AUSTIN, Texas—An elderly person’s excessively slow walking speed may increase the person’s susceptibility to falling, says a University of Texas researcher who is starting a study aimed at averting hip fractures that annually injure more than a quarter of a million people over age 65.
Mechanical Engineering Professor Rick Neptune aims to prevent those traumatic injuries at their source. Neptune, whose research specialty is in biomechanics, recently received a three-year, $232,000 grant from the Whitaker Foundation to study the walking traits that make some elderly more prone to catastrophic falls. His surprising hypothesis: walking speed plays an important role — with an excessively slow gait being an important characteristic of those susceptible to falling.
Some deterioration in human muscle tone by age 65 is inevitable, Neptune points out. “Fast twitch” muscle fibers — capable of generating force very rapidly — transform over the years into more sluggish “slow twitch” fibers. Strength declines, joints become stiffer and reaction time lengthens. All those factors combine to reduce walking speed. But in addition to the natural slowing down — which varies greatly among individuals — many seniors, fearing a spill, deliberately adopt a slower walk because they feel safer. That, says Neptune, may exacerbate the problem.
It’s well known that as humans age, bones grow more brittle and breakable in a fall. The direction a person falls can mean the difference between a curable injury, such as a broken arm, and a debilitating lifelong one, such as a broken hip. Falling to the side leads to more broken hips, says Neptune.
“It seems paradoxical, but those elderly who walk at a slower pace are more susceptible to falling,” he explains. “And the slower you walk, the greater the percentage of times you’re going to fall sideways because of the lack of forward momentum.”
Neptune’s objective is to zero in on the parameters that govern human mobility, with a view to identify problem areas and devise strategies to counteract them.
His study will compare the gait characteristics of two groups of elderly. One, ranging in age from 60 to 75 will be made up of “slow” walkers. The other will be of healthy seniors in the same age range who have maintained a normal gait despite advancing in years. A group of test subjects in the 20-30 age range will serve as the control subjects.
His first step — examining performance data from the youthful control group — is to develop animated, three-dimensional computer models of the subjects’ walking mechanics.
The control data were gathered last summer at a Cleveland Clinic Foundation using a special sensor-equipped treadmill that measures ground reaction forces underneath the subject’s feet while walking at different speeds. Processing and analyzing the data will take months.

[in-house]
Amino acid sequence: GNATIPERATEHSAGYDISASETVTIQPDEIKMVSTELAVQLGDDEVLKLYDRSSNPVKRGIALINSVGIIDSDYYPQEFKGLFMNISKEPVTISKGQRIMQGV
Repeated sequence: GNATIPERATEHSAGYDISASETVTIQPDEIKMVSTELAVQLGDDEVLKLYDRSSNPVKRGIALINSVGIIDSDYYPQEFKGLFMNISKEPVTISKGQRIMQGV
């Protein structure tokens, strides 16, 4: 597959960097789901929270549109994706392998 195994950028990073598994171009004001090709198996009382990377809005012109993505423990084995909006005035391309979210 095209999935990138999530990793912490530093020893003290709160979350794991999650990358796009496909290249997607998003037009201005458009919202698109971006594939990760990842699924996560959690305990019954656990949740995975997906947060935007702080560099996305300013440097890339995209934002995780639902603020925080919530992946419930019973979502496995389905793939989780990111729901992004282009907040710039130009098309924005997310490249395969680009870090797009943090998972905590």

“We need to understand normal young healthy people first so that we have a benchmark to compare with the older adults,” says Neptune. Among the yet-unanswered questions: What are the primary muscles that contribute to forward progression, how do these contributions change with walking speed, and do they change with age?
“If we can get the model to reproduce the walking mechanics of young and elderly people,” he says. “Then, we can go into the model and change various parameters—things like joint stiffness or the strength of particular muscle groups — and see how that influences the ability of the model to walk.”
When it comes time to enroll elders in the project, about a year and a half from now, he’ll recruit subjects from the local community. Experimental measurements will be taken at the Gait Lab of The University of Texas at Austin’s Kinesiology Department. He plans first to compare older adults with those between ages 20 and 30. Later, he hopes to stratify the elderly group into those who prefer to walk slowly versus those who prefer to walk faster. He’s looking to identify differences in what he calls the “muscle coordination strategy” between the two sub-groups.
“We can generate simulations,” he says. “and see if there are some fundamental differences in the muscle coordination strategies used between slow-walking and fast-walking elderly.”
The next step is to produce a life-improving change for the subjects.
“If we find one of those parameters, like muscle strength—and it may only involve particular muscle groups—is the problem that limits walking speed,” Neptune says, “then we can start the elderly on an exercise program to strengthen those muscle groups. If we find that joint stiffness is a problem, we’ll get them on a stretching program. The project’s fundamental applications are in rehabilitation and improving the elderly’s functional mobility. That’s the ultimate goal.”
For more information contact: Becky Rische, College of Engineering, 512-471-7272.